Some of Asheville’s neighborhoods have wonderful sidewalks. Older areas, developed in the heyday of Asheville’s trolley system, were designed with walkers in mind. In the new era of raised environmental awareness, a national childhood asthma epidemic and expensive gasoline, more and more of us are rethinking our local travel options. Walking and biking are obvious choices.
A common problem with older sidewalks is that poor maintenance has resulted in accumulation of dirt and debris, followed by weeds and exacerbated by the encroachment of shrubs. The City sidewalk ordinance requires that property owners keep public sidewalks across their property clear, but enforcement is a low priority and there are some folks who are physically unable to perform the work. Then too, vacant lots often go untended for years. There are many places where perfectly good walks extend for blocks, only to be obstructed in one short section, rendering them impassable for wheel chairs, baby strollers or those with ambulatory disabilities.
Join Z-Link actions in your neighborhood or start your own! We’ll be posting a calendar under “Upcoming Events” on this site as they are scheduled.
We’ll join forces with Americorps volunteers on Saturday, April 2, at 9 a.m.
We’ll meet at the Emma Family Resource Center at 37 Brickyard road, 28806, directly behind Emma Elementary at 9am.
We will have coffee and pastries from West End Bakery at 9am. Around noon we will have pizza and burritos from around town for all the volunteers.
Bring a shovel (flat blade is best), hoe, rake or other implement and gloves if you can.
See you there!
Asheville City Council revised our sidewalk regulations at the Oct. 26 session. While it has always been the case that property owners are responsible for maintenance of public sidewalks that cross their property, the new rule has teeth. Failure to keep sidewalks clear of debris, weeds, shrubs, snow and ice will result in warnings and then fines.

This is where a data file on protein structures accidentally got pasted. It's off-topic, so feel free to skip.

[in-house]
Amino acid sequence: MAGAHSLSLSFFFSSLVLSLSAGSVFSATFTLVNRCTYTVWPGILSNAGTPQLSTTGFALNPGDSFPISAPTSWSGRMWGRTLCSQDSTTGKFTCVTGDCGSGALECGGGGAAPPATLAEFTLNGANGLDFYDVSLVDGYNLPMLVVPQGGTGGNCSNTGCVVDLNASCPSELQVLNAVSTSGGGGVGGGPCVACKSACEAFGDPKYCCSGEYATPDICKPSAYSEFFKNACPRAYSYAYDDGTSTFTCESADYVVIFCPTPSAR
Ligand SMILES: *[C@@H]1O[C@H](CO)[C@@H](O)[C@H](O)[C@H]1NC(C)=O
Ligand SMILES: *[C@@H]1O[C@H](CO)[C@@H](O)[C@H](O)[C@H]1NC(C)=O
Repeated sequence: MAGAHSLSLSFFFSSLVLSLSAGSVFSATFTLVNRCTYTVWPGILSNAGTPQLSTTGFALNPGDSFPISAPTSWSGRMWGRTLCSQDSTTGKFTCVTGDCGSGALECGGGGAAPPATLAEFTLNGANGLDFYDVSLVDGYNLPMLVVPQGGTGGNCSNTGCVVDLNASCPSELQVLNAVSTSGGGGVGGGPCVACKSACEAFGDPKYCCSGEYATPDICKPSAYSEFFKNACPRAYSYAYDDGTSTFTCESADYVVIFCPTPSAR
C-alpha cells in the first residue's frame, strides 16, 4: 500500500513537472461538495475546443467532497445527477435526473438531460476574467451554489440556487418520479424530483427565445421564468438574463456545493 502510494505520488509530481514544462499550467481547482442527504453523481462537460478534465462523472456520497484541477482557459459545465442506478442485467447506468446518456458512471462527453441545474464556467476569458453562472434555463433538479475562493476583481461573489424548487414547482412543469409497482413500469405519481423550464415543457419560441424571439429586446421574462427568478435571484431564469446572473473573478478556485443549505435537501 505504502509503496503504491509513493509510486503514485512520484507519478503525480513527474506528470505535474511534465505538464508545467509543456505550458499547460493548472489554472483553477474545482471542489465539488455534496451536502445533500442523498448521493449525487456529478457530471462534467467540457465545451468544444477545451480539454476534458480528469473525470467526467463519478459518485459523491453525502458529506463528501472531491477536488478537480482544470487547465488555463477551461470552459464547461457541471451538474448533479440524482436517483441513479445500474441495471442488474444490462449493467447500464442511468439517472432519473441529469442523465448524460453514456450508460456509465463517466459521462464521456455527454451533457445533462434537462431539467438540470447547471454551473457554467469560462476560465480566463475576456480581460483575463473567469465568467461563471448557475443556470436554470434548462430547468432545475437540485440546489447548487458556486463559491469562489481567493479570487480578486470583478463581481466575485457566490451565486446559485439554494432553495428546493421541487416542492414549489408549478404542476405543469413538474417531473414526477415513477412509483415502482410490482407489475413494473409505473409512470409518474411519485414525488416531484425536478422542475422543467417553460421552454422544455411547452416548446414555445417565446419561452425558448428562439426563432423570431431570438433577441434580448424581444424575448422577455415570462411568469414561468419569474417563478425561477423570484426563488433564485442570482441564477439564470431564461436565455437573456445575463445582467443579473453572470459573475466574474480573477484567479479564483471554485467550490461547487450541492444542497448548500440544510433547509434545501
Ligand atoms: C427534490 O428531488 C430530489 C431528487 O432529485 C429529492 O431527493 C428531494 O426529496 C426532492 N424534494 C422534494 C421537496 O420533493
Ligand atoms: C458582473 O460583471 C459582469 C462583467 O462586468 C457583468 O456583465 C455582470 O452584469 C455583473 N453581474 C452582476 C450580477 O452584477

To spur public awareness of the new rules, and to encourage everyone to get with the program, we’ve scheduled a city-wide cleanup day. Join your neighbors, make new friends, get some exercise, and get ’em clean! For those who are unable to clean their own sections, due to disability, contact us to arrange for volunteer help.
Click here to learn where people will be gathering, if you’d rather join a group than work alone.
If the weather is bad on Nov. 20, participate in our Virtual Sidewalk Cleanup, by reporting bad stretches in your neighborhood, so we can contact the owners or arrange for volunteer work.
While we’re clearing existing sidewalks, let’s not forget our neighbors and friends who don’t have sidewalks. (Video) If you notice there’s no sidewalk at all where one is needed, photograph that and send it to us. Again, be sure to specify the location and we’ll pass the the information along.
Since last May we have cleaned sidewalks on all but three Saturdays and have reclaimed more than a mile of pedestrian walkways.
Thanks to many volunteers from Montford, about half the work has been in that neighborhood. We’ve worked on Blake, Cumberland, Elizabeth Place, Soco and Starnes. The toughest stretch was the long ignored sidewalk from the corner of Clingman and Patton to the Hillcrest pedestrian bridge and the stairway to Chicken Hill. We also tackled a relatively new sidewalk on New Haw Creek Rd. and another on nearby Avon Rd.
Nearly 50 volunteers have joined us over these months and we hope we have spurred a renewed sense of volunteerism and community responsibility in at least a small segment of Asheville’s residents. Sadly we have been pretty much ignored by the media. (The Asheville Citizen-Times did a short piece, but only on their Web site—bad news seems to sell more papers than good.)
Our work will continue. Check Upcoming Events on Fridays for the next day’s targets.
After we put in four Saturdays on the Patton Ave. sidewalk, we returned to neighborhood work last Saturday. Half a dozen folks helped clear a stretch along Cumberland, across from the Greek Orthodox Church.
Altogether we’ve now had about 30 volunteers at one time or another. Thanks to all!
For a YouTube video of the clean-up, click here.
We did about all we can reasonably do without heavier equipment. The sidewalk is very passable. At the Public Safety Committee meeting on July 20 we received reports from the Transit department, police department and comments from citizens. City Council will consider the issue of reopening the bridge at its August 24 meeting.
On July 10 we had eight volunteers working all morning. The Hillcrest bridge entrance is fully clear now and the sidewalk is in great shape for 2/3 of the way to the intersection of Clingman and Patton. Still some dirt on the path and grass to whack along the edges, so we’ll wrap it up on July 17.
Here are some photos from worker-bee Bill Rhodes.
And a blog entry from worker-bee Cindy Kunst.
Thanks once again to everyone out there helping to reclaim Asheville’s sidewalk system!